A Landing a Day

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Shreveport, Louisiana and the Great Raft

Posted by graywacke on January 5, 2015

First timer?  In this formerly once-a-day blog (and now more-or-less a once or twice a week blog), I have my computer select a random latitude and longitude that puts me somewhere in the continental United States (the lower 48).  I call this “landing.”  I keep track of the watersheds I land in, as well as the town I land near.  I do some internet research to hopefully find something of interest about my landing location.  To find out more about A Landing A Day (like who “Dan” is and what the various numbers and abbreviations mean in the first paragraph), please see “About Landing,” (and “Abbreviations” and “Cryptic Numbers”) above.

 Landing number 2145; A Landing A Day blog post number 573.

Dan: This is getting ridiculous.  My OSer streak has now reached 13/15, thanks to this landing in . . . LA; 39/36; 2/10; 11; 149.6.  One more OSer and my Score is 149.9, and another obviously pushes me back over 150. 

With apologies to my readers who don’t have a clue what I’m talking about, feel free to skip this part.  Anyway, I feel compelled to put in a graph of my Score over the last 90 or so landings:

 Score graph

Landing 2056 was my first venture below 150.  After some ups and downs above and below 150, you can see that I’ve been solidly in the 140s for some time now.  But then after my all-time low Score of 145.8, it has been nothing but OSer misery . . .

OK, back to landing business as usual.  Here’s my regional landing map:

 landing 1

My local landing map shows many small towns and then, some distance away (~25 miles), Shreveport:

 landing 2

Here’s my watershed analysis, showing that I landed in the Bushneck Bayou watershed; on to the Bayou Castor; on to the Sabine River (18th hit):

 landing 3

The Sabine (the river that forms most of the border between TX & LA) meanders its way down to the Gulf of Mexico.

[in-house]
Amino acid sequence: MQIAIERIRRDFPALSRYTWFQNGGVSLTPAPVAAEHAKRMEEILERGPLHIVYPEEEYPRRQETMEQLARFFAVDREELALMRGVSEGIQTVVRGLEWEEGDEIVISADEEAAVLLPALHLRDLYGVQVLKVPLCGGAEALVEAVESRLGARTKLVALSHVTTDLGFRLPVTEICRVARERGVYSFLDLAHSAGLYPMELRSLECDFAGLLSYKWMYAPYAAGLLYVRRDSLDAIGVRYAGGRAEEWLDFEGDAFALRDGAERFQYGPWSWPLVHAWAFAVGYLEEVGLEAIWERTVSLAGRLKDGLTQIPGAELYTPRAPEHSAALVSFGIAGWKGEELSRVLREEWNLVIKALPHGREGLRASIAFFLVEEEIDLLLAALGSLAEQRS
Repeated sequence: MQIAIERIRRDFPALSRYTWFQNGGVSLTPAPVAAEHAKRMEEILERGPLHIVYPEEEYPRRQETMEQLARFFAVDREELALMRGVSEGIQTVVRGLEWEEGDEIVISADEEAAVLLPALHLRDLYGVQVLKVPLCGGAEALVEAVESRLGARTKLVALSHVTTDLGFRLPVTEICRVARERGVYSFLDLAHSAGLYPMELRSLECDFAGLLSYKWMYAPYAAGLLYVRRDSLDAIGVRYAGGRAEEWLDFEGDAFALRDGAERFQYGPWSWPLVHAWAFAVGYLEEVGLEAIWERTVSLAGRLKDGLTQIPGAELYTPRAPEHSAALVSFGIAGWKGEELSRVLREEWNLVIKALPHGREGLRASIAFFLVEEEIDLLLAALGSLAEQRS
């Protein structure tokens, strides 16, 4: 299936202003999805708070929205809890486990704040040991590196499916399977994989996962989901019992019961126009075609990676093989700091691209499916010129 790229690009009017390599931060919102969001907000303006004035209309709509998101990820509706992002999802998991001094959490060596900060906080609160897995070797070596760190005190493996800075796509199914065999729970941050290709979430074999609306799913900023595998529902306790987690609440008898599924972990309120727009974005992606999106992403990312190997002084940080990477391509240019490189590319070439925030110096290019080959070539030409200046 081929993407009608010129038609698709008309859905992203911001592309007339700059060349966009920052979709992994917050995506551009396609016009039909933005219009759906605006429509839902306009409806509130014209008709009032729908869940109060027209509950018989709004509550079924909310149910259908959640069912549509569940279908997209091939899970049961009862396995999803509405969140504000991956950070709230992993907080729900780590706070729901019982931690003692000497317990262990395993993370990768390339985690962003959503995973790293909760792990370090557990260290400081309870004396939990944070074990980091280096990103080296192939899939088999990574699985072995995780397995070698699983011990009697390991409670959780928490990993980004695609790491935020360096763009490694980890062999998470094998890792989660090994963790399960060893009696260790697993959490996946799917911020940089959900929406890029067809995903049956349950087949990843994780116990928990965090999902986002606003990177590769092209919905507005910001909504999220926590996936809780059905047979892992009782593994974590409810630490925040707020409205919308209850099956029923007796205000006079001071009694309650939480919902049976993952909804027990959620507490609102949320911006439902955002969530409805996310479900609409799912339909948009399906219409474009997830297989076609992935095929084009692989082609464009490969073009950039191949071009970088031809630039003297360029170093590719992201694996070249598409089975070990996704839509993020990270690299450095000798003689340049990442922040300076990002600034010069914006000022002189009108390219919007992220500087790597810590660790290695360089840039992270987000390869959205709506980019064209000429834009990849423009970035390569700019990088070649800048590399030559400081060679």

Here’s my Google Earth (GE) trip in from outer space:


Backing out a little, here’s a static GE shot showing that I landed in the middle of an oil field:

 GE 1 - oil patch

And it turns out that I do have local Street View Coverage:

 GE 2 SV location

Here’s the Street View from the yellow dude’s location:

 GE SV landing .33 miles away

Anyway, moving right along . . .

Of course, I did a Google search for all of the nearby little towns, starting with Keatchie (usually spelled Keachie).  I stairstepped my way east and north, checking out each town.  Nothing, nothing, nothing. 

So, reluctantly, I Googled big ‘ol Shreveport.  What jumped out immediately was this, from the city’s website:

Shreveport, Louisiana, was founded in 1836, by the Shreve Town Company, a corporation established to develop a town at the juncture of the newly navigable Red River and the Texas Trail, an overland route into the newly independent Republic of Texas.

The Red River had just been cleared of the 180 mile long raft of debris (the “Great Raft”) that had clogged its channel since time immemorial.  The clearing work was performed by Captain Henry Miller Shreve, commanding the US Army Corps of Engineers. The Shreve Town Company and the village of Shreve Town were named in Shreve’s honor. On March 20, 1839, the village of Shreve Town was incorporated as the town of Shreveport.

I love “since time immemorial.”  But since I’m a left-brained geologist, I knew that I had to roll up my sleeves and learn more about the Great Raft!  But first, here’s a picture of a teeny portion the Raft, from Louisiana State University:

greatraft- LSU

And of course, I need a map.  Here’s a regional shot showing the historic extent of the Great Raft:

great raft map 1

By the way, when one Googles “Great Raft,” the first entry is Great Raft Brewing, not surprisingly out of Shreveport.  But there was plenty of information about the log jam.  First this on its origin, from the Oklahoma Historical Society’s Encyclopedia of Oklahoma History and Culture (Oklahoma?  Oh, well . . .):

Before there were Indian settlers, or European explorers, or the United States, there existed the great Red River Raft. Origin of the raft remains conjecture. The most widely accepted theory holds that flood waters from the Mississippi River engulfed the mouth of the smaller Red, forcing large amounts of driftwood upstream. Repeated floods over thousands of years shoved together dislodged trees, scrubs, and earth into a logjam serpentining northward, creating natural debris during high tide, collecting huge quantities of it when the waters receded.

Hmmm.  InvasivesWatch.org has something different to say about the origin:

The Red River alluvial valley contains the most erodible soils of any major river valley in the United States. For centuries before the arrival of the Industrial Age and westward migration, periodic flooding of the Red River carved into the forests that lined the river’s banks. As they were torn loose from the soil, trees filled the river and formed a series of intermittent log jams from the present-day Arkansas-Louisiana border to the area of Natchitoches, Louisiana.